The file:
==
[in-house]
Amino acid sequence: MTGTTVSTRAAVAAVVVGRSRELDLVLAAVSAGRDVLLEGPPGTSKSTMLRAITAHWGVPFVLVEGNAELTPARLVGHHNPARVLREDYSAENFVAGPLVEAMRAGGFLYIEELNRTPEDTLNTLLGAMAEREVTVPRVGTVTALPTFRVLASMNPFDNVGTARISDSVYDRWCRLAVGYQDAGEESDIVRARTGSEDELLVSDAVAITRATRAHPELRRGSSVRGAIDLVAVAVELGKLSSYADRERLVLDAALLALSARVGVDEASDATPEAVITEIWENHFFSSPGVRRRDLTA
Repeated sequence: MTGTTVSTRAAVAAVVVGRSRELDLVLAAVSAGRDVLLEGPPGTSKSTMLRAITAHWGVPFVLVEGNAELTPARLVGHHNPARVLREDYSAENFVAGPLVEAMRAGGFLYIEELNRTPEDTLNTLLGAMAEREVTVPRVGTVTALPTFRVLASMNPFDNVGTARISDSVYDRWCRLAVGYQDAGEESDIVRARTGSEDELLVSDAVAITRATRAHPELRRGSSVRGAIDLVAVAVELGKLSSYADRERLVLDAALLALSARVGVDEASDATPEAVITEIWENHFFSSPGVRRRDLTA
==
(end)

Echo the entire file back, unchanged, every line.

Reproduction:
[in-house]
Amino acid sequence: MTGTTVSTRAAVAAVVVGRSRELDLVLAAVSAGRDVLLEGPPGTSKSTMLRAITAHWGVPFVLVEGNAELTPARLVGHHNPARVLREDYSAENFVAGPLVEAMRAGGFLYIEELNRTPEDTLNTLLGAMAEREVTVPRVGTVTALPTFRVLASMNPFDNVGTARISDSVYDRWCRLAVGYQDAGEESDIVRARTGSEDELLVSDAVAITRATRAHPELRRGSSVRGAIDLVAVAVELGKLSSYADRERLVLDAALLALSARVGVDEASDATPEAVITEIWENHFFSSPGVRRRDLTA
Repeated sequence: MTGTTVSTRAAVAAVVVGRSRELDLVLAAVSAGRDVLLEGPPGTSKSTMLRAITAHWGVPFVLVEGNAELTPARLVGHHNPARVLREDYSAENFVAGPLVEAMRAGGFLYIEELNRTPEDTLNTLLGAMAEREVTVPRVGTVTALPTFRVLASMNPFDNVGTARISDSVYDRWCRLAVGYQDAGEESDIVRARTGSEDELLVSDAVAITRATRAHPELRRGSSVRGAIDLVAVAVELGKLSSYADRERLVLDAALLALSARVGVDEASDATPEAVITEIWENHFFSSPGVRRRDLTA